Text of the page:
Now that we are over a month past the New Year, it is a good time to assess the status of our New Years’ resolutions, if you made any. Although this might be a disappointing moment for those of us who have not been able to sustain the commitments we made, it is still important to look back on them and identify what worked and what did not. This reflection enables us to learn from any mistakes that we made during the process.
First, let us acknowledge that change is hard. There is quite a bit to the process of change that is involved before we even make a commitment to change . We have to recognize that something is a problem, weigh the options of changing or maintaining the status quo, and create a plan that is sufficiently detailed and achievable (more on this later), all before we make our first attempt at a new behavior. Furthermore, once we do take our first steps, we have to monitor for pitfalls and ensure that we can sustain the new behavior long-term.
For the sake of this article, we will take the commitment to a New Years’ Resolution as evidence that you had some kind of plan (or intent) to change, which would indicate that you had already recognized a problem and decided that change was more appealing than the status quo. Some of the most common pitfalls in creating lasting change are that the goal itself is either too vague or too lofty.
Too vague: I want to get fit.
This goal is not specific or meaningful enough to spur organized action. What does being fit mean to you? Being able to run a mile without stopping? Being flexible enough to play with your grandchildren on the floor? Having a specific goal focuses your effort and reduces the chance of feeling overwhelmed by possibilities.
Too lofty: I (never was a runner, and) am going to run a marathon next month.
Lofty goals impose harsh expectations that may ultimately demoralize you, even if they are specific and meaningful. The pride of achieving smaller milestones will provide the motivation to keep moving toward the loftier goal.
As your goals become more specific and achievable, it is important to celebrate milestones as a chance to both feel good about your accomplishments and set the next achievable goal for yourself in that realm.
What if you set small achievable goals that are meaningful to you, yet still find yourself unable to follow through consistently?
Unexamined Root Issue
A lack of sustained change indicates that the status quo might serve a more important function in your life than you have imagined. Say you are a parent of two young children who wants to start a workout regimen in the mornings. If working out every morning means you aren’t able to cook the healthiest, warmest breakfast for your children, guilt may be keeping you from changing. In essence, you value providing for your children in a specific way more than you value the personal fitness changes. For another example, what if you resolved to stick to a reasonable budget each month by reducing frivolous spending? Inflation and price hikes aside, perhaps you have not identified that shopping gives you a sense of freedom – a compelling reason NOT to stick to a budget where that sense of freedom is limited.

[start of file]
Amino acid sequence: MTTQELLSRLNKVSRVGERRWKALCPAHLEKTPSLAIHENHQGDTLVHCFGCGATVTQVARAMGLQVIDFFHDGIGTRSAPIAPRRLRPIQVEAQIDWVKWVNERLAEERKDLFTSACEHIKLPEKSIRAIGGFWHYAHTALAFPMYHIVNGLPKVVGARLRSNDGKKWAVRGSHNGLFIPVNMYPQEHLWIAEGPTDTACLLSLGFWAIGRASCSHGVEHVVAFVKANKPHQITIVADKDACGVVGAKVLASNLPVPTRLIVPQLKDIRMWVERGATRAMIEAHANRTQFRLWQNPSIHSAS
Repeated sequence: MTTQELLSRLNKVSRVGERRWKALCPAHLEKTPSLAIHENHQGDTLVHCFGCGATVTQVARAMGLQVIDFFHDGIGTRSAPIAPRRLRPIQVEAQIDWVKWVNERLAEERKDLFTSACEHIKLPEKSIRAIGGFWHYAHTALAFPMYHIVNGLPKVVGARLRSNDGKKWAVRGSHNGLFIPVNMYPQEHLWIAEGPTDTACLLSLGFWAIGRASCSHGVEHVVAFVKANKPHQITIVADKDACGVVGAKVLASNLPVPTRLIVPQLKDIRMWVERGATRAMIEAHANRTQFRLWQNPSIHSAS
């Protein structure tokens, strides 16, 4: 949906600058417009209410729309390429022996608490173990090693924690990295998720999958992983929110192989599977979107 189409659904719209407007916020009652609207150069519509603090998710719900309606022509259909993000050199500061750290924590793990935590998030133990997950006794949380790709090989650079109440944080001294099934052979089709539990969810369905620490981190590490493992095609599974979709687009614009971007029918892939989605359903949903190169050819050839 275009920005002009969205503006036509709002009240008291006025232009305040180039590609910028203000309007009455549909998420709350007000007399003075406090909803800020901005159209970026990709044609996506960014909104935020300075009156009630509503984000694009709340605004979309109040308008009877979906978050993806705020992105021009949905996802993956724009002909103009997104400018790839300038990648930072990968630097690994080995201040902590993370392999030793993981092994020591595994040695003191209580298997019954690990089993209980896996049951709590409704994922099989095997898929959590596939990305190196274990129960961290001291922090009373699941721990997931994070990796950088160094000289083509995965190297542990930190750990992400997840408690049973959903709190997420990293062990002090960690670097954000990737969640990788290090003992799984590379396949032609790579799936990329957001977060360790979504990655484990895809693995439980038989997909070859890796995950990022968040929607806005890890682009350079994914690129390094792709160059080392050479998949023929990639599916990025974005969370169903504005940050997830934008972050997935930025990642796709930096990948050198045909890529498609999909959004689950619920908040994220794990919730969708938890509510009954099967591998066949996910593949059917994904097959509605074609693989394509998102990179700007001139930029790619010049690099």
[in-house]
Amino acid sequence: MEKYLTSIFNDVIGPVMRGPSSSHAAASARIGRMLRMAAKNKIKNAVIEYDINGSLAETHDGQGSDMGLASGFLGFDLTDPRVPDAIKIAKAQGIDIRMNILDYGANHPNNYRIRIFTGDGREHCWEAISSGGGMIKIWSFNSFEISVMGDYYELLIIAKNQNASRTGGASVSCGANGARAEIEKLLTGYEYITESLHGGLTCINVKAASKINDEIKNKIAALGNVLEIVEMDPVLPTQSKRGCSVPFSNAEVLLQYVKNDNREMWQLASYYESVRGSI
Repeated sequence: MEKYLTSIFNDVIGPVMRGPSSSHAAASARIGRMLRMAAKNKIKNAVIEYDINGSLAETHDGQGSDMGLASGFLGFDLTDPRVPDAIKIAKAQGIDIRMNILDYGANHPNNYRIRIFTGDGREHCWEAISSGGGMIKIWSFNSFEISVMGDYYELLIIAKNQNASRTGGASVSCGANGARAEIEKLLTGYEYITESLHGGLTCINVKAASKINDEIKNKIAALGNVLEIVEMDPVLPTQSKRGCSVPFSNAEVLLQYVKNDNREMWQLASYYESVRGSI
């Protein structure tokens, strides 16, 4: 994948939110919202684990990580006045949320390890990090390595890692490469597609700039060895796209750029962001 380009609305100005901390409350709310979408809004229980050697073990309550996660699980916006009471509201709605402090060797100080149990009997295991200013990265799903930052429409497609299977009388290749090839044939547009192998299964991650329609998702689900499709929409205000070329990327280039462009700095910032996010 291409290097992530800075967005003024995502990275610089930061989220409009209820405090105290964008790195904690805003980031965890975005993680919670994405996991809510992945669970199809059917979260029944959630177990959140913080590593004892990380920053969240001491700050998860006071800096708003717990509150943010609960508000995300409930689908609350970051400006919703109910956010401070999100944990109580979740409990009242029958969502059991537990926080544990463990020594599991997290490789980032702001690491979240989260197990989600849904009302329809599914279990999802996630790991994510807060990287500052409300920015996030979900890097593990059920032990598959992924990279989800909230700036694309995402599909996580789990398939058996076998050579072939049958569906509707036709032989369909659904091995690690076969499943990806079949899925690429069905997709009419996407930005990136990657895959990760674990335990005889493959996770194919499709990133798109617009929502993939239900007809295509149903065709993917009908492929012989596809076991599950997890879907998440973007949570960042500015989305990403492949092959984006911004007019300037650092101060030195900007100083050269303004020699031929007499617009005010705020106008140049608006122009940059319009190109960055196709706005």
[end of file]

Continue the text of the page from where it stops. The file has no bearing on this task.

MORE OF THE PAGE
Whether it is guilt, feeling restricted, or some other emotional issue, it is often difficult for people to identify and tackle these issues alone. Friends and family are a good place to start the conversation about some of these root issues, because sometimes close associates can see our blind spots – personal qualities or circumstances we are unaware of but that are visible to others. Talking about our goals with others also helps us rehearse our belief in their importance. Licensed mental health professionals can help us look deeper into the emotional issues that may be holding us back, and can also help us develop more specific, achievable goals that keep us motivated in the long-run. They can also help brainstorm new ways of meeting formerly unacknowledged needs in ways that do not interfere with the changes or resolutions that you are trying to make.
The blog written by Breathing Room special guest contributor Alex Chan, Mental and Behavioral Health Specialist with University of Maryland Extension.